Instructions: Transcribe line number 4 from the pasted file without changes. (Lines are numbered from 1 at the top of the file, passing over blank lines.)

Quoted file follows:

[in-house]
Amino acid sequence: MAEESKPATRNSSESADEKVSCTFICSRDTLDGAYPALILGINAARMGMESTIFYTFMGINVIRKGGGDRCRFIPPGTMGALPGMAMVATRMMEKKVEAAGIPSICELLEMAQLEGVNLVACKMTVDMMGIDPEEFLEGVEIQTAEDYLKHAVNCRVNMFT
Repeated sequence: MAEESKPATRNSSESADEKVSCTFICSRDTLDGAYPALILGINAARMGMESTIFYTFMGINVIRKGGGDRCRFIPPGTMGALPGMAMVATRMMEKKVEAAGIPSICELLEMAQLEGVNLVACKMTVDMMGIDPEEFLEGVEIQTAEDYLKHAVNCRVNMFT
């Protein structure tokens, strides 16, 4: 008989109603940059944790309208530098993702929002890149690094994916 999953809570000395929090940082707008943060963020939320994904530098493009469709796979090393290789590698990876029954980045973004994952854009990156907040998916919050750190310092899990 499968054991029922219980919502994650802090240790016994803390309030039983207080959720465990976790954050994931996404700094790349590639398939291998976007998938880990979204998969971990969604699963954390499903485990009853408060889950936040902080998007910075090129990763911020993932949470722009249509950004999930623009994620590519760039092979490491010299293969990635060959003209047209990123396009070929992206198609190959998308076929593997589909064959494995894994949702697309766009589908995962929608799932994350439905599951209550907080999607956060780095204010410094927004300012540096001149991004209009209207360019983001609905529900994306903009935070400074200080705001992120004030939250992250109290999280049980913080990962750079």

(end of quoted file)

């Protein structure tokens, strides 16, 4: 008989109603940059944790309208530098993702929002890149690094994916 999953809570000395929090940082707008943060963020939320994904530098493009469709796979090393290789590698990876029954980045973004994952854009990156907040998916919050750190310092899990 499968054991029922219980919502994650802090240790016994803390309030039983207080959720465990976790954050994931996404700094790349590639398939291998976007998938880990979204998969971990969604699963954390499903485990009853408060889950936040902080998007910075090129990763911020993932949470722009249509950004999930623009994620590519760039092979490491010299293969990635060959003209047209990123396009070929992206198609190959998308076929593997589909064959494995894994949702697309766009589908995962929608799932994350439905599951209550907080999607956060780095204010410094927004300012540096001149991004209009209207360019983001609905529900994306903009935070400074200080705001992120004030939250992250109290999280049980913080990962750079």